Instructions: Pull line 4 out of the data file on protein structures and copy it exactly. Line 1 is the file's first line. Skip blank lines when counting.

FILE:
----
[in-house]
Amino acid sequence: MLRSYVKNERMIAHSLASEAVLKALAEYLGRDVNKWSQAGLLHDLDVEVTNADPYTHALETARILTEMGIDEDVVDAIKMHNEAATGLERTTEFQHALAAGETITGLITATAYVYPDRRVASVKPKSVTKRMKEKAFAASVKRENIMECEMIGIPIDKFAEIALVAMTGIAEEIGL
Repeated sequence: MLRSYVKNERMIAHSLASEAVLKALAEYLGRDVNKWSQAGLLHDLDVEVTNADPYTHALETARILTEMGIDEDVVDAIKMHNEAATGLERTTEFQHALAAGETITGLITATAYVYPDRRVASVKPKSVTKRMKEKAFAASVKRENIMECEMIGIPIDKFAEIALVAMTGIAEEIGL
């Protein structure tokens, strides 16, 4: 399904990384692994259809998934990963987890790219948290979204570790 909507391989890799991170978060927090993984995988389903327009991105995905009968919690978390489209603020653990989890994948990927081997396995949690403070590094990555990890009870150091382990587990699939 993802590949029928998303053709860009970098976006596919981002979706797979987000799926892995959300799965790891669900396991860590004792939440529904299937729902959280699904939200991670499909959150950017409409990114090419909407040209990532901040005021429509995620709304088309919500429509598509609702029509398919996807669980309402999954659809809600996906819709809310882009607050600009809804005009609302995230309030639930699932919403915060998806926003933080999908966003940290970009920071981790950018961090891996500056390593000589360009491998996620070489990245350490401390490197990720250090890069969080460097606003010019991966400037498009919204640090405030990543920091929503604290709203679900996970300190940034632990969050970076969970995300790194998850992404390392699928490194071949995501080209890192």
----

């Protein structure tokens, strides 16, 4: 399904990384692994259809998934990963987890790219948290979204570790 909507391989890799991170978060927090993984995988389903327009991105995905009968919690978390489209603020653990989890994948990927081997396995949690403070590094990555990890009870150091382990587990699939 993802590949029928998303053709860009970098976006596919981002979706797979987000799926892995959300799965790891669900396991860590004792939440529904299937729902959280699904939200991670499909959150950017409409990114090419909407040209990532901040005021429509995620709304088309919500429509598509609702029509398919996807669980309402999954659809809600996906819709809310882009607050600009809804005009609302995230309030639930699932919403915060998806926003933080999908966003940290970009920071981790950018961090891996500056390593000589360009491998996620070489990245350490401390490197990720250090890069969080460097606003010019991966400037498009919204640090405030990543920091929503604290709203679900996970300190940034632990969050970076969970995300790194998850992404390392699928490194071949995501080209890192």